FanPost

NCAA Football Regular Season and Playoff Compromise

I understand that this post represents a change to college football that will never happen; however, I think it should happen and thus I'm going to say it, because, well, it makes me feel better. To begin, I will accept the three main arguments offered up by the, "No More Playoff Expansion" contingent. First that the college football season should not go on any longer that it is going on today. Second, that by expanding the current four team playoff system it further dilutes the excitement of the regular season. Third, that the bowl system is good and should not be further downgraded. While most agree that the four team playoff is an improvement over the BCS ranking system, there is still one glaring problem. Who gets in and who gets left out? While no system will ever definitively answer this question, progress needs to made to ensure that the committee can make the best choice possible. The root of the problem is that there aren't enough quality cross conference quality games to truly judge how good each team is. Without the ability to have the teams play it out on the field, those entrusted with selecting the teams are in for a tough decision making process. So here is the solution I am proposing. The NCAA should mandate that if a team wishes to be eligible for the final four team playoff they must agree to the following scheduling system. Games 1 and 2. These two games of the season are open for each school to schedule an opponent of their choice. This allows the big schools to bring in the little schools for their yearly, "thank you sir my I have another", beat down. While these games aren't much fun to watch, they do serve a purpose. The smaller schools can collect a big payday and the bigger schools get to work out the kinks before conference games begin. Furthermore when these games are played we the fans are so happy to see college football again we don't really care who is on the field. Weeks 3-11 Each conference plays their normal conference schedule. This preserves the conference traditions and rivalries that are at the core of college football today. After the regular season concludes the conferences can still have their conference championship game as they normally would. The last two games of the season are where things change. In the current world these other two non-conference games are generally played at the beginning of the season. Some schools play four small schools, others mix in a quality non-conference game. In this new system the final two non-conference games are always played at the end of the regular season and the opponents are determined based on the season completed through the end of conference play. The top two teams from each conference are put in a pool. The third and fourth place teams from each conference are put in another pool. The fifth and sixth place teams are put in another pool and so on. Then by random draw, each team is scheduled to play two other teams from their pool. One game will be a road game, the other a home game. This system allows the top teams to show on the field, against other conference champions and runners up, why they should be one of the final four teams selected. These two weeks of college football games would quickly become must watch games and a natural build-up for the selection of the final four teams. The pros of this plan are many... 1. We have a much better chance of selecting the best four teams for the playoff as we have more games between the top teams. These games not only pit the best teams against each other but also do so at the end of the season which is a much better indicator than an early season matchup. 2. All teams get a chance to prove their worth, not just the BCS schools, see Boise State and Northern Illinois. This also helps a BCS team who dominates their conference which most pundits think is substandard. They now can prove themselves worthy on the field. 3. This system trades in two weeks of often uncompetitive football games and trades them in for must watch games. Additionally the media hype and buzz the selection show will generate as the last two weeks games are announced will be huge. If the NCAA wants to grab some headlines back from the NFL during the regular season, here is your chance. Also the TV ratings for these two games are going to be much higher than they would have been otherwise. Translated... more $$$. 4. Even for the teams that don't qualify for the top pool of teams, at least they will be matched up with a more like opponent than may otherwise happen. This will also help appropriately sort out who gets invited to which bowl game. 5. All this is accomplished without touching the bowl system or lengthening the season. The arguments I foresee that will be raised against this plan are: 1. ADs won't want to give up scheduling control. To which I rebut, "Come on guys, take one for the team." 2. It will diminish the conference championship games. This is true, but I don't think it will destroy them. The conference championship is still a big game for the participant's resume and it can still decide which team will go to the conference's bowl game tie in if they should fail to reach the final four. Additionally at that point in the season the conference championship game will still be the biggest game of the year and will still generate an extraordinary amount of interest and excitement. I do understand that logistically there are some things that would have to be worked out. In my plan these last two games would be scheduled immediately after the last conference game and before the conference championship game. This allows the teams and fans two weeks to make travel plans rather than just one. It could be that the week of some team's home game vs away game must be set in stone before the season starts. This would not allow for a true random draw in the pool. This kind of detail can be worked out. It may also be better to have the 1st and 2nd place team from each BCS conference be included in pool A but only the 1st place team from a non BCS conference. These kinds of smaller questions can all be determined when the powers that be read this post, are amazed by its brilliance, and decided to make it happen.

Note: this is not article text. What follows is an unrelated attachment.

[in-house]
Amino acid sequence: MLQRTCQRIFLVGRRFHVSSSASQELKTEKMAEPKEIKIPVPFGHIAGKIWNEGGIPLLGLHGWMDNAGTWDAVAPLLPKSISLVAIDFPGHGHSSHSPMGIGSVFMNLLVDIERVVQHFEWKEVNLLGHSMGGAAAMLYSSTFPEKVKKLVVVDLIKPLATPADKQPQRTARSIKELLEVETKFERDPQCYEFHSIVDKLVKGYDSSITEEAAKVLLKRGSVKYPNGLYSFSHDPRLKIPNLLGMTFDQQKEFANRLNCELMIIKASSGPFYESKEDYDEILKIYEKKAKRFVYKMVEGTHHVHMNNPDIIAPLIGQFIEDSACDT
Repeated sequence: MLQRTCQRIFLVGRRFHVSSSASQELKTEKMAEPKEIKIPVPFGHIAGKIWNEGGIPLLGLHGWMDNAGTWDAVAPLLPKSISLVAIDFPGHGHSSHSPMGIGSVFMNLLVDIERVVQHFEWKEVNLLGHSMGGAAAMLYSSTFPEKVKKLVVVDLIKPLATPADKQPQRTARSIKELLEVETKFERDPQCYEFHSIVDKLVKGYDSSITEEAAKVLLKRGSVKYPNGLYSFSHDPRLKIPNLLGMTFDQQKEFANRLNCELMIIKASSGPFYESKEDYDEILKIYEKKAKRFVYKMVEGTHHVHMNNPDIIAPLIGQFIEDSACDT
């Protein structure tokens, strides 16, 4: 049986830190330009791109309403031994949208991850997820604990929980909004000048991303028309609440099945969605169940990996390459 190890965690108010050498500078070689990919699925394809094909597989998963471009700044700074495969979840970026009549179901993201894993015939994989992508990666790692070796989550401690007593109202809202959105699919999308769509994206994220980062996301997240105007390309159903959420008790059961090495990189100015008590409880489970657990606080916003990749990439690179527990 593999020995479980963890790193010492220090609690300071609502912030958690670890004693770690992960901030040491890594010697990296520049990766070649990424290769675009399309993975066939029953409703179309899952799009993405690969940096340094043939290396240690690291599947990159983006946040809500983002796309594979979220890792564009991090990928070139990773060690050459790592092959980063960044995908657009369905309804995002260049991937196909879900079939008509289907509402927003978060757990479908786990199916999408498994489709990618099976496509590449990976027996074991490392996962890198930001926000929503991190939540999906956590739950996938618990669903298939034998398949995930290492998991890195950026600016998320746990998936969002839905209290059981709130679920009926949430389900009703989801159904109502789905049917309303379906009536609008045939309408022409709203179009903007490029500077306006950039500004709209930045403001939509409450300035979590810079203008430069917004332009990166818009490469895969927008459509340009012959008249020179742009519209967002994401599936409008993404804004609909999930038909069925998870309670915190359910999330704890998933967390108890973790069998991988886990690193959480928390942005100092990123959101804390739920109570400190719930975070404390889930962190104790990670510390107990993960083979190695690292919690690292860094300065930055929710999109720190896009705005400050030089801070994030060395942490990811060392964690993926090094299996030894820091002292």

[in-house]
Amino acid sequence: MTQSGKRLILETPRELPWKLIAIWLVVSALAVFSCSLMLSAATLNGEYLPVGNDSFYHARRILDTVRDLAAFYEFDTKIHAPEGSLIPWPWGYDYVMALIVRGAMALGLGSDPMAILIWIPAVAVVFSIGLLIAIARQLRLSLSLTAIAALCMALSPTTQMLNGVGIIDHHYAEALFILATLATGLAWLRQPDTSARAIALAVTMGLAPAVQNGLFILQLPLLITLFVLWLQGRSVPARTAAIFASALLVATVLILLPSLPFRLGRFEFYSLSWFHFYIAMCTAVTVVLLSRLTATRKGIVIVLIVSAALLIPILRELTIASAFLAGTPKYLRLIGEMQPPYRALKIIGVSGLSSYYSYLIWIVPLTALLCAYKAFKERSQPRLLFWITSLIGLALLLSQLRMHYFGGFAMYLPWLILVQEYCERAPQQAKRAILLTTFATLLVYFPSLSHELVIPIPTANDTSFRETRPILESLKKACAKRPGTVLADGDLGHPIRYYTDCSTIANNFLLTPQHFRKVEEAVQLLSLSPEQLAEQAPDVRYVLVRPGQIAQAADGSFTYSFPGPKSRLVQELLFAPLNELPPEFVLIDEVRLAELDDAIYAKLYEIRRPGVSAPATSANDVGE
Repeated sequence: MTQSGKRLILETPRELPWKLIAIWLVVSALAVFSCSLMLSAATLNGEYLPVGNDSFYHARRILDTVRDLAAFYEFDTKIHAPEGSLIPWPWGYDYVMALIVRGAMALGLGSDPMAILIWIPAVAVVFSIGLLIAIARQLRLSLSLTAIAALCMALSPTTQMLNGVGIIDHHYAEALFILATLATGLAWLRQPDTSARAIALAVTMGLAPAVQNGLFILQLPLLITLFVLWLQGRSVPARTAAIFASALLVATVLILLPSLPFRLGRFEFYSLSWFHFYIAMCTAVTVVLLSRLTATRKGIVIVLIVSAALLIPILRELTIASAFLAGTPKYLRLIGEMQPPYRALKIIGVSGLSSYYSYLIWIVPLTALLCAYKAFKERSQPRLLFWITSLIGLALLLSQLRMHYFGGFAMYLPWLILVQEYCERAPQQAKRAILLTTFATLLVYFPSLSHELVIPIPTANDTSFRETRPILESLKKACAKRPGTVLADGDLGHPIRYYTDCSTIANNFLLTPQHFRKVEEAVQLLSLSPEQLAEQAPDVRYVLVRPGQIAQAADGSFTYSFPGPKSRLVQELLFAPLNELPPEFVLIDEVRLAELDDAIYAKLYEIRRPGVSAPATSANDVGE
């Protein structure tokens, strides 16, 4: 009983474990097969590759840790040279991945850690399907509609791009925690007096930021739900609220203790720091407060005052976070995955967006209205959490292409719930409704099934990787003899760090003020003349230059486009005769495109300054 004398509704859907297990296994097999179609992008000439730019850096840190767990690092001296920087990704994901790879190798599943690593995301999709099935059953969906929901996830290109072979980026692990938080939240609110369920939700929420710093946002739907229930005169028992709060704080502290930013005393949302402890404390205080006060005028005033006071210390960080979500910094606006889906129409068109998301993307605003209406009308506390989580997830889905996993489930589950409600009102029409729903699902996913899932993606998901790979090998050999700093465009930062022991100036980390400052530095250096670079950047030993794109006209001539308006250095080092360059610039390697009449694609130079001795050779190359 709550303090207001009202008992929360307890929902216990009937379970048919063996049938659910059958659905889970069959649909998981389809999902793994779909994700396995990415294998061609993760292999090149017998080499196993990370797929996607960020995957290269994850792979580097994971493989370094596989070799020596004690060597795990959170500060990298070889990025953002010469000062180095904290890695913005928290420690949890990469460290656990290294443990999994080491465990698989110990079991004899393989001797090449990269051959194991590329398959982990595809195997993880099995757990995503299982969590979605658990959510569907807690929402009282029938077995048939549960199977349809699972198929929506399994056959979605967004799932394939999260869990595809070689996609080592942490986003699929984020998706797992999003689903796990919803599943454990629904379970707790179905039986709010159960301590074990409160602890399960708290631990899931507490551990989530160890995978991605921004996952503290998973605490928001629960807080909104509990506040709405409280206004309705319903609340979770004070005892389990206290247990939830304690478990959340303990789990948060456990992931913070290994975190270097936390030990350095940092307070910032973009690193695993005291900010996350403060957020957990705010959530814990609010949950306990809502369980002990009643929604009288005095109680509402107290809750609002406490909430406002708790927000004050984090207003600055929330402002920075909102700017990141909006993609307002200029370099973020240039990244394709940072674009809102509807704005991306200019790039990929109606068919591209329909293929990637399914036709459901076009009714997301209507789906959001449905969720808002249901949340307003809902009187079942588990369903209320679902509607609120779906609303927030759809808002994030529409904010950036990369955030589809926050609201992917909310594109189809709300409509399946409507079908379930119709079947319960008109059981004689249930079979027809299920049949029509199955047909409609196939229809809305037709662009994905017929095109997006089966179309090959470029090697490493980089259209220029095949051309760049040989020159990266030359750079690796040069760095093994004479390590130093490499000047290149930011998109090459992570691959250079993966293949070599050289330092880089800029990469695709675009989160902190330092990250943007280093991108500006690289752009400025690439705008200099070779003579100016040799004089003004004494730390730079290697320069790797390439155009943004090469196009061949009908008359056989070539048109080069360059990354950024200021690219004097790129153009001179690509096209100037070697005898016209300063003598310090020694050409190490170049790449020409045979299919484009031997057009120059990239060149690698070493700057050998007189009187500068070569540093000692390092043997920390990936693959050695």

Items in the FanPosts is entirely at the discretion of those that post them. They do not represent the views of Hammer & Rails, SBNation, or Purdue University in any way.